Residents overwhelmingly reject King's Lynn incinerator

Energy from waste incinerator
Image caption An artist's impression of the Cory Wheelabrator incinerator currently being built in Bexley

Residents in a west Norfolk referendum have overwhelmingly rejected a plan to build a waste incinerator.

More than 92% of those taking part in the poll voted against the proposal and the turnout was more than 61%.

The question was: "Do you support the construction of a mass burn municipal waste incinerator on the Willows Business Park, Saddlebow, King's Lynn?"

Total votes cast were 70,763 out of 115,382 eligible voters and 65,516 said "No" to the scheme.

The poll was across the Borough of King's Lynn and West Norfolk.

Some 5,173 people supported the incinerator (7.32% of the valid vote) and there were 74 spoilt papers.

Council chief executive Ray Harding said: "There has been a high level of interest in this issue and the poll has given people the opportunity to make their views known.

"The turnout shows how strongly the people of West Norfolk feel about the proposals.

Market research

"This result will be made available to Norfolk County Council, the authority that will ultimately make the decision on whether to permit the construction of the incinerator in King's Lynn."

The result will be presented to the Norfolk County Council cabinet next week, when councillors will decide whether to sign a contract with Cory Wheelabrator to build the plant.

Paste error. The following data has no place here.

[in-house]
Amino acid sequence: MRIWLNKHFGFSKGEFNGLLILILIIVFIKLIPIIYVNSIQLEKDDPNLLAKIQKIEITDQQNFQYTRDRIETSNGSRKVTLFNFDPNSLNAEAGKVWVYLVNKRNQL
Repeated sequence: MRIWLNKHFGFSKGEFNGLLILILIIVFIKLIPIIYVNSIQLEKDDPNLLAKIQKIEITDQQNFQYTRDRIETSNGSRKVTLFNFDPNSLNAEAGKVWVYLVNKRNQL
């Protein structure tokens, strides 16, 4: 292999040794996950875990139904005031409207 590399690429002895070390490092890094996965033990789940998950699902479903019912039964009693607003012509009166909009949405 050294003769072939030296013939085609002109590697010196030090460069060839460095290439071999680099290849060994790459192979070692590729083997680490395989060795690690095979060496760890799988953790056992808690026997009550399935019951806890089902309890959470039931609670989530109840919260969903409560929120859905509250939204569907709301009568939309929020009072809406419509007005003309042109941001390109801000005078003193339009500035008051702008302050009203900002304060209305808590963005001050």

Cory Wheelabrator said it had carried out market research by telephone across six other districts of Norfolk and in King's Lynn.

In West Norfolk and King's Lynn they found support for the scheme was at 26% with 63% against.

"This is despite the fact that 42% of people in the borough and 74% in Norfolk overall (including King's Lynn) state that Energy from Waste incineration is their preferred option after recycling," a spokeswoman for Cory Wheelabrator said.

"Therefore the research indicates a complex picture is emerging as might be expected at this stage of the consultation process."

'Vital information'

Cory Wheelabrator said it did not participate in the recent referendum because they believed the question was not neutrally phrased or accurate.

They also thought the poll was being called before the planning and environmental permit consultations had been completed.

"Vital information, such as the third party Environmental Impact Assessment, will be made public in the Spring when the planning and environment permit applications are submitted," the spokeswoman said.

"This will enable the general public to be better informed about the proposals."

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